The United States has recorded more measles cases in the first two months of this year than in all of 2017, and part of the increased threat is due to misinformation that causes some parents to oppose the vaccine, federal officials said. health on Wednesday to Congress.
However, the vaccine is very effective and safe, so the increase in measles cases "is really unacceptable," said Dr. Anthony Fauci, director of infectology at the National Institutes of Health.
The disease was declared eradicated in the United States in 2000, which means that it has not spread in the country. However, cases have increased in recent years and 2019 is particularly bad.
Democratic and Republican lawmakers at the House Energy and Commerce subcommittee's hearing have complained about what they call "faltering hesitation," which means that people oppose or delay vaccination.
Concern about the increase in measles cases in the USA
"These outbreaks are tragic because they are totally preventable," said Rep. Brett Guthrie of Kentucky.
"It's a public health problem for which science has already offered a solution," said Rep. Frank Pallone, a Democrat from New Jersey.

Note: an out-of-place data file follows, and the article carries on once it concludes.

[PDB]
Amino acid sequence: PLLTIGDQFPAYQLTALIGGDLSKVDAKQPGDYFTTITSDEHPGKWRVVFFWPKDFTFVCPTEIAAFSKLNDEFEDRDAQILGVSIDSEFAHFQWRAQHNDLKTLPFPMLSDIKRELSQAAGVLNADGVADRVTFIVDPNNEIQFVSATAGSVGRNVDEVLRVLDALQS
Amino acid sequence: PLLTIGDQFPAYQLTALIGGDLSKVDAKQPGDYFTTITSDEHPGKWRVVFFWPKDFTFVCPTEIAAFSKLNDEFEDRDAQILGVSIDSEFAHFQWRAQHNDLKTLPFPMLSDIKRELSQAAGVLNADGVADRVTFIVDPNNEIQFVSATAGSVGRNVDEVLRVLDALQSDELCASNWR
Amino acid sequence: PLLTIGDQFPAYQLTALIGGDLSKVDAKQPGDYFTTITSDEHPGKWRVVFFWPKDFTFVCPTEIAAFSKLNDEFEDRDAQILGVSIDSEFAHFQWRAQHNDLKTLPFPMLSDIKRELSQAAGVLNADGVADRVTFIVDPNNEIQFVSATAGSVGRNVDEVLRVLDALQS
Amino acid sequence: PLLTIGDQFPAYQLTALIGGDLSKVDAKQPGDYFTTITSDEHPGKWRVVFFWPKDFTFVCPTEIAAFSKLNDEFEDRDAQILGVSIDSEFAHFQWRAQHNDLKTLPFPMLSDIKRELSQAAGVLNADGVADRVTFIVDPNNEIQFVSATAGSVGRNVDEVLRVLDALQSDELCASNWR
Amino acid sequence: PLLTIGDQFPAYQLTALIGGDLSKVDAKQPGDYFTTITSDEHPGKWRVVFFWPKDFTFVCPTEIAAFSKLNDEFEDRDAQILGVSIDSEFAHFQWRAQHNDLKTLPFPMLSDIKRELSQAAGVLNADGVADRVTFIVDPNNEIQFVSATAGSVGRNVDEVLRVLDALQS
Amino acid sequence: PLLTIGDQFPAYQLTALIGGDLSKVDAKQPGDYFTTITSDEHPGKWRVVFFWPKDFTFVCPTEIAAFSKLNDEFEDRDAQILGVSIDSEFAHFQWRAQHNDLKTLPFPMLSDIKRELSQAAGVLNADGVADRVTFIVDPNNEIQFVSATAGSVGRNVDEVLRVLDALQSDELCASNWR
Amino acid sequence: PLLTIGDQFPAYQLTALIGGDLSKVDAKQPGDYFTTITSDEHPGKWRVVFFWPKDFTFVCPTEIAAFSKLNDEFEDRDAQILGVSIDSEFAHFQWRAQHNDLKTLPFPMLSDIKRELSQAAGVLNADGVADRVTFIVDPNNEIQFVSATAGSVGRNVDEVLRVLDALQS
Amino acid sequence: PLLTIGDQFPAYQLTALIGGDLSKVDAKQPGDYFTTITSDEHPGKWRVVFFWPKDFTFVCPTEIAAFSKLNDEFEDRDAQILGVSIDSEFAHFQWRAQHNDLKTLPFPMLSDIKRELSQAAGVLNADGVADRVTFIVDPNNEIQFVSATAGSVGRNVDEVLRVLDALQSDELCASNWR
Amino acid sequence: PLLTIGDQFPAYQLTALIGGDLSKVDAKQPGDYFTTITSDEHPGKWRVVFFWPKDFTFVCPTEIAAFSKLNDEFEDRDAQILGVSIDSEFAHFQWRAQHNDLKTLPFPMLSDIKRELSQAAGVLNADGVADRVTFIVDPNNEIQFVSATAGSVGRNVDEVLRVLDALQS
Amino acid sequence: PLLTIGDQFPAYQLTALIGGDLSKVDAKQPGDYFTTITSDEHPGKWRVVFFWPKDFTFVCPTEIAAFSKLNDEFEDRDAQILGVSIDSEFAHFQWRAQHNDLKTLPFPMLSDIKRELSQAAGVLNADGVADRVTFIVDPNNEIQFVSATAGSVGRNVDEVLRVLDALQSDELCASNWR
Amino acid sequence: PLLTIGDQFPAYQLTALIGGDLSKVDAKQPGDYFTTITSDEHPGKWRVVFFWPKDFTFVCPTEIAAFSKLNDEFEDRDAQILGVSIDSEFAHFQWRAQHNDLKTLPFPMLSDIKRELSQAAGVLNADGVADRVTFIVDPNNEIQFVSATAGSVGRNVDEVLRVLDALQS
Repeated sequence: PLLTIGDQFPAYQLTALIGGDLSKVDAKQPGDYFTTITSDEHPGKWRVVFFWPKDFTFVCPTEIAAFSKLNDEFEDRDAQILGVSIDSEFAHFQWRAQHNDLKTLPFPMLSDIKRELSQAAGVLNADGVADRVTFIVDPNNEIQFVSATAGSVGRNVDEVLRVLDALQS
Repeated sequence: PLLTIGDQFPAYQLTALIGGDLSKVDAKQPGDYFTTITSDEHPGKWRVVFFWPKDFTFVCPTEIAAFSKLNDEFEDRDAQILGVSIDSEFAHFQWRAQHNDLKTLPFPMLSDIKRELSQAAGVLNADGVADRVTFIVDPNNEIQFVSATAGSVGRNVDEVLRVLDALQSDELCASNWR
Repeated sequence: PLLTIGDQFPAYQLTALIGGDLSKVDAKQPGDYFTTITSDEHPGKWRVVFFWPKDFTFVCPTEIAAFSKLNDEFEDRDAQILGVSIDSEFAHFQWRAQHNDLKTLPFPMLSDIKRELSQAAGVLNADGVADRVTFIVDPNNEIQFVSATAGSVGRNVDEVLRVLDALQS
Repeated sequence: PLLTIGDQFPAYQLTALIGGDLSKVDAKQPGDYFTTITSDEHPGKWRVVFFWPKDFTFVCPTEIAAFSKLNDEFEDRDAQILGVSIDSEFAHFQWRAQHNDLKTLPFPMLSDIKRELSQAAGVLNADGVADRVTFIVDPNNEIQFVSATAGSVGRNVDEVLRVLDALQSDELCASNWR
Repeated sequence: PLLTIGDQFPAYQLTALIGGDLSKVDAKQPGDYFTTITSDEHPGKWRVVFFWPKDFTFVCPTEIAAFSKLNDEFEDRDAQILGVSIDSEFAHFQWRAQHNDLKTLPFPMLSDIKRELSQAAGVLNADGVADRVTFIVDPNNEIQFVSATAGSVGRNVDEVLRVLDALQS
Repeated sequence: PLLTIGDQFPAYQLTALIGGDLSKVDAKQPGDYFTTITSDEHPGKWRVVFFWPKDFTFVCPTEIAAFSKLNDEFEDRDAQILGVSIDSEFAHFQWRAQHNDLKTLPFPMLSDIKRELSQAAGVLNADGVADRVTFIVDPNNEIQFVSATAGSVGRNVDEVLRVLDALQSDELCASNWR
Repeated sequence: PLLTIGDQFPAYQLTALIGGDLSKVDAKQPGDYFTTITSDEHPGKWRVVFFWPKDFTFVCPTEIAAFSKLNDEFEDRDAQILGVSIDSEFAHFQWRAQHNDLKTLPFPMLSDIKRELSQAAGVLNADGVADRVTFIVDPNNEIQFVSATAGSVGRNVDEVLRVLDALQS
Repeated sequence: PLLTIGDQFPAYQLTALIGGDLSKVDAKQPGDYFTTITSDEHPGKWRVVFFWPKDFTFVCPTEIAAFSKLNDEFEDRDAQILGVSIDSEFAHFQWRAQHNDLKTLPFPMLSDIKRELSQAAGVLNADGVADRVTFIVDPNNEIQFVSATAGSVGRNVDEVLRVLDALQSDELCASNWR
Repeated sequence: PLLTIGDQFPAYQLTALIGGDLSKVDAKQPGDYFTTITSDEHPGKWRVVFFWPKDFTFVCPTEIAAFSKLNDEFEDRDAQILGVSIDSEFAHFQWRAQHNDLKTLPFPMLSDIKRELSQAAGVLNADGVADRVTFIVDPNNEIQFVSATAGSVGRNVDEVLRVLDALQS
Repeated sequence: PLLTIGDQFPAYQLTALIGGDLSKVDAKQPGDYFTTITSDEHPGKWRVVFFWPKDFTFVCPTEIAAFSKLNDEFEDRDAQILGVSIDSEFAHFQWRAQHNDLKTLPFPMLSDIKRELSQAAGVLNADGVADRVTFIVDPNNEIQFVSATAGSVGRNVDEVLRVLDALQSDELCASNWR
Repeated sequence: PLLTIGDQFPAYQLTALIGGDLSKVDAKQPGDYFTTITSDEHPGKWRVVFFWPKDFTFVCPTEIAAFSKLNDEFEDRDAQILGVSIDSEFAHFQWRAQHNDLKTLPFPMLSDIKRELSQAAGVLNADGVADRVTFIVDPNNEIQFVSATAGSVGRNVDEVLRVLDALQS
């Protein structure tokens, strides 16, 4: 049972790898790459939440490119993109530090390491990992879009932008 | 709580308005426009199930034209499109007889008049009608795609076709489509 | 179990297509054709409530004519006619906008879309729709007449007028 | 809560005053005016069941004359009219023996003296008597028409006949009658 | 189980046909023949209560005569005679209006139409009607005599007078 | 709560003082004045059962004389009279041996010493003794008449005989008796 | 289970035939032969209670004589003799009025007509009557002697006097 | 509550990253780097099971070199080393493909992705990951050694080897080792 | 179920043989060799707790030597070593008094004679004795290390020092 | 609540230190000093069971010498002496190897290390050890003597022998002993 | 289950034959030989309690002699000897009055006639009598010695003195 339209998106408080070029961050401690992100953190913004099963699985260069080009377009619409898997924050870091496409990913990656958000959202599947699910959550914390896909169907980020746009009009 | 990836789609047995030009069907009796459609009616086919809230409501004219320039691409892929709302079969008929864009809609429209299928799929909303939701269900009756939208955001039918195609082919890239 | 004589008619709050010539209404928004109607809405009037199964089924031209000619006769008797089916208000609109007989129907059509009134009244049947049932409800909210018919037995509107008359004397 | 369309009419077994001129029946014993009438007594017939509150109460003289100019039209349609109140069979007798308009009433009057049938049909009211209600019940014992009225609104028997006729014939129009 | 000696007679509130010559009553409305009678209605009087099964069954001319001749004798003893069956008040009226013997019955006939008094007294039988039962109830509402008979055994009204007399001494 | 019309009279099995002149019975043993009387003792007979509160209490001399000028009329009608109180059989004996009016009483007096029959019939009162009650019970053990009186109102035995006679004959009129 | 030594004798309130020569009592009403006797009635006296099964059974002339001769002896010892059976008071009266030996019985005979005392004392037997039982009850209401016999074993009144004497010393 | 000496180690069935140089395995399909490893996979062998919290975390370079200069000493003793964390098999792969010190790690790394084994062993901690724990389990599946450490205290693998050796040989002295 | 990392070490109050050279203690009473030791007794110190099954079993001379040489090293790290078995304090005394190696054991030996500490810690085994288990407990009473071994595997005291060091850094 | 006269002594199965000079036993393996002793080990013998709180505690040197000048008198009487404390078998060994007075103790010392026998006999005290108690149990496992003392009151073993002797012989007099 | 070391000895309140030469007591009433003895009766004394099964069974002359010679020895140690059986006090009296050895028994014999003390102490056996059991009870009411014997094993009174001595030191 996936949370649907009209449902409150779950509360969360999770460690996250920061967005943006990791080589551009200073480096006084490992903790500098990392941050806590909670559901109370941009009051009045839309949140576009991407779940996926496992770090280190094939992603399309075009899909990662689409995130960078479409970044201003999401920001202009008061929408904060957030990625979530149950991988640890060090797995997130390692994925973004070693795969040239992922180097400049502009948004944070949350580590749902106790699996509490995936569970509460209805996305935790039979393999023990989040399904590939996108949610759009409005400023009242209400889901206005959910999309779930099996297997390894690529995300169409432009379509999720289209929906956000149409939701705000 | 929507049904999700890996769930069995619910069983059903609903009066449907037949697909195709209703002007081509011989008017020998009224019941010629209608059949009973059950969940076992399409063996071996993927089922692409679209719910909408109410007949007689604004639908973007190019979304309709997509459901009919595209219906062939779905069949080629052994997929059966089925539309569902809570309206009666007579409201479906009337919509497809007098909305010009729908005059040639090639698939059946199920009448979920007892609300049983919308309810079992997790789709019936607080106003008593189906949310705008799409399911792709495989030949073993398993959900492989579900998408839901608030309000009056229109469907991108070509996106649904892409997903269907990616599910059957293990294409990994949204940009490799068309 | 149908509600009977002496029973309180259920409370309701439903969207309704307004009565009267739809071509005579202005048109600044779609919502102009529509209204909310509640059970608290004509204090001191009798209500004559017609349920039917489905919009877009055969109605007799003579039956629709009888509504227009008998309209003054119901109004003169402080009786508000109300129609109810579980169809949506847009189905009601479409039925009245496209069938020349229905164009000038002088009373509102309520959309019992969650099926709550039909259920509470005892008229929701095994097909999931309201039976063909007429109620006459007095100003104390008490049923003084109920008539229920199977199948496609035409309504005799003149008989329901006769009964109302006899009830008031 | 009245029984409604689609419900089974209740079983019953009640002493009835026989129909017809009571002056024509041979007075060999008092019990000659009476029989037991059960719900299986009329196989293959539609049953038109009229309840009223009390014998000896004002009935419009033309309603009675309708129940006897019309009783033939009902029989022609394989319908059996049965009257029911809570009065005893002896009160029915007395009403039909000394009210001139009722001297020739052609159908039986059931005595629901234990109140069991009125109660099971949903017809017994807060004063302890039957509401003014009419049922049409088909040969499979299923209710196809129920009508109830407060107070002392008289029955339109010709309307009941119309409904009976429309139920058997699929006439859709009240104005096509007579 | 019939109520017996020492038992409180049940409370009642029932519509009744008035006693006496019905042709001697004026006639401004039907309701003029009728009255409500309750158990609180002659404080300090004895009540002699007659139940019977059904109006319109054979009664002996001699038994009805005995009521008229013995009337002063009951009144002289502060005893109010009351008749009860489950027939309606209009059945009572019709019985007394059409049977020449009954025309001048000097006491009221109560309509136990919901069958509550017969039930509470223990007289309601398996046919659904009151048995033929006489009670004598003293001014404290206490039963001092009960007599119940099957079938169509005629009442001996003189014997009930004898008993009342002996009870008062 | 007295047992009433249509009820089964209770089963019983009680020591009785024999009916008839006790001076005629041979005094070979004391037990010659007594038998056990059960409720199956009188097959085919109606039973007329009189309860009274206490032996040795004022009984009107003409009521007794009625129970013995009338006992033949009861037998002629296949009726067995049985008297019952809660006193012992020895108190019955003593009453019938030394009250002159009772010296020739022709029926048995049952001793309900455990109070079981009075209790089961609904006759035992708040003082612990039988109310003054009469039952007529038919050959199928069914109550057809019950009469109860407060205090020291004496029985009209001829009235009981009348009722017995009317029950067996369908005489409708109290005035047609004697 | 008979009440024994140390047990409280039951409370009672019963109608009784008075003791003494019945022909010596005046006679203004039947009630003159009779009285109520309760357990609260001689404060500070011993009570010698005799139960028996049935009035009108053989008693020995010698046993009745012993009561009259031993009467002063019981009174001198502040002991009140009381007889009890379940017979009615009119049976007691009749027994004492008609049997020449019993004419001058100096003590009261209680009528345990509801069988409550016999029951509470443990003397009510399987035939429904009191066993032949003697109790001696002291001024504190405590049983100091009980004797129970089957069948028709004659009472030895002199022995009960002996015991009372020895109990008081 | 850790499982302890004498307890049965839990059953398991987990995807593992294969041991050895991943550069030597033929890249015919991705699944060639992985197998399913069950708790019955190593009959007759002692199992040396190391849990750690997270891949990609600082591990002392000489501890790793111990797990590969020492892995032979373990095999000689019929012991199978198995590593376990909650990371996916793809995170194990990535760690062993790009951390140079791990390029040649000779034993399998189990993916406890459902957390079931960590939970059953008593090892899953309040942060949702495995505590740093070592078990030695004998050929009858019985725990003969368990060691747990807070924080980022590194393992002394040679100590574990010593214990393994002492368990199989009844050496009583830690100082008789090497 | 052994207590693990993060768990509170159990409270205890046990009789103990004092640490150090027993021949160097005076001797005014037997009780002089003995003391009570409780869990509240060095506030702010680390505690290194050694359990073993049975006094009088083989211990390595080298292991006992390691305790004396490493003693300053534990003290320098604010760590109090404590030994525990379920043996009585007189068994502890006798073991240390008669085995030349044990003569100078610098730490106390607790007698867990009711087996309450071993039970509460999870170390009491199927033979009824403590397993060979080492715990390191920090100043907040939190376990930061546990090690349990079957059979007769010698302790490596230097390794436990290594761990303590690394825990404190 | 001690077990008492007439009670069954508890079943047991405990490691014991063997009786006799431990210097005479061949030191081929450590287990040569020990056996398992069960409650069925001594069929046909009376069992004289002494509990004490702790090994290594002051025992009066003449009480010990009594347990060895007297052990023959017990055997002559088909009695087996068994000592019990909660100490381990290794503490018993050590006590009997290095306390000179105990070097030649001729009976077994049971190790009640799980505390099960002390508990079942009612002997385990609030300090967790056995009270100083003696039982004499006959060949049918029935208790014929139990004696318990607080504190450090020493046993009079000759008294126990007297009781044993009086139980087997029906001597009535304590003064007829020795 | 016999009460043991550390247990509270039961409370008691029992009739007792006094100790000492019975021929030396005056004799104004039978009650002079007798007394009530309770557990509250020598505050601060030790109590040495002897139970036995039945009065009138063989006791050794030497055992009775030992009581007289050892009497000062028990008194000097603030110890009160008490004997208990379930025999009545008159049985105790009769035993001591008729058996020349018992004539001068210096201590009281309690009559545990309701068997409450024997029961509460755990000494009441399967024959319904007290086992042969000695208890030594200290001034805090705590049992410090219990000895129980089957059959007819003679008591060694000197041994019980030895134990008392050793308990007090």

Measles usually begins with a high fever and several days later there is a rash on the face that spreads to the rest of the body. Among the serious complications, 1 in 20 patients gets pneumonia and 1 in 1,000 suffers from brain inflammation, which can cause seizures, deafness or intellectual disability.
Although uncommon in the United States, 1 or 2 of every 1,000 children with measles die, according to the Centers for Disease Control and Prevention (CDC).
It spreads when you cough or sneeze, and someone can spread the virus four days before the characteristic rash appears, Fauci said.
The virus can live up to two hours in the air or on nearby surfaces. Nine out of ten unvaccinated people who come in contact with someone with measles will receive it. Fauci said it is "one of the most contagious viruses known to man."
In general, about 92% of American children have a triple vaccine (also known as MMR) that protects against measles, mumps, and rubella. Two doses are needed, one approximately one year after birth and the second between 4 and 6 years. Complete immunization is 97% effective in the prevention of measles.
However, the CDC says that 1 in 12 children does not receive the first dose on time and in some places the vaccination rate is much lower than the national average. For example, an outbreak in Washington State was linked to a community where only 80% of children had been adequately vaccinated.